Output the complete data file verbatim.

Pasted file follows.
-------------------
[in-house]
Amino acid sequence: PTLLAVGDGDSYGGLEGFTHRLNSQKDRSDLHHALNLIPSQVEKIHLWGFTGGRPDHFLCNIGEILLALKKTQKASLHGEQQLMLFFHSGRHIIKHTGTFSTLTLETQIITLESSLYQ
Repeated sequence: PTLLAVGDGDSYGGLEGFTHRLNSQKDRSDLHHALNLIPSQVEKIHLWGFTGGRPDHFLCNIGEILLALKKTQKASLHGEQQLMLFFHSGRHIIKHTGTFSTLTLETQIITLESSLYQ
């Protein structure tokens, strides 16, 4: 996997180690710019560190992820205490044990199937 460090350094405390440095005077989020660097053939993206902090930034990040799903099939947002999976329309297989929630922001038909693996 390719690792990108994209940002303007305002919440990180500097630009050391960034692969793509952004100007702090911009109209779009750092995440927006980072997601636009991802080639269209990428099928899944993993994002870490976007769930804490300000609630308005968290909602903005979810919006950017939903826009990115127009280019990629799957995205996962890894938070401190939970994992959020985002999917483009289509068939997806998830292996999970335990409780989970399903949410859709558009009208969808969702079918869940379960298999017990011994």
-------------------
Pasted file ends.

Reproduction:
[in-house]
Amino acid sequence: PTLLAVGDGDSYGGLEGFTHRLNSQKDRSDLHHALNLIPSQVEKIHLWGFTGGRPDHFLCNIGEILLALKKTQKASLHGEQQLMLFFHSGRHIIKHTGTFSTLTLETQIITLESSLYQ
Repeated sequence: PTLLAVGDGDSYGGLEGFTHRLNSQKDRSDLHHALNLIPSQVEKIHLWGFTGGRPDHFLCNIGEILLALKKTQKASLHGEQQLMLFFHSGRHIIKHTGTFSTLTLETQIITLESSLYQ
């Protein structure tokens, strides 16, 4: 996997180690710019560190992820205490044990199937 460090350094405390440095005077989020660097053939993206902090930034990040799903099939947002999976329309297989929630922001038909693996 390719690792990108994209940002303007305002919440990180500097630009050391960034692969793509952004100007702090911009109209779009750092995440927006980072997601636009991802080639269209990428099928899944993993994002870490976007769930804490300000609630308005968290909602903005979810919006950017939903826009990115127009280019990629799957995205996962890894938070401190939970994992959020985002999917483009289509068939997806998830292996999970335990409780989970399903949410859709558009009208969808969702079918869940379960298999017990011994």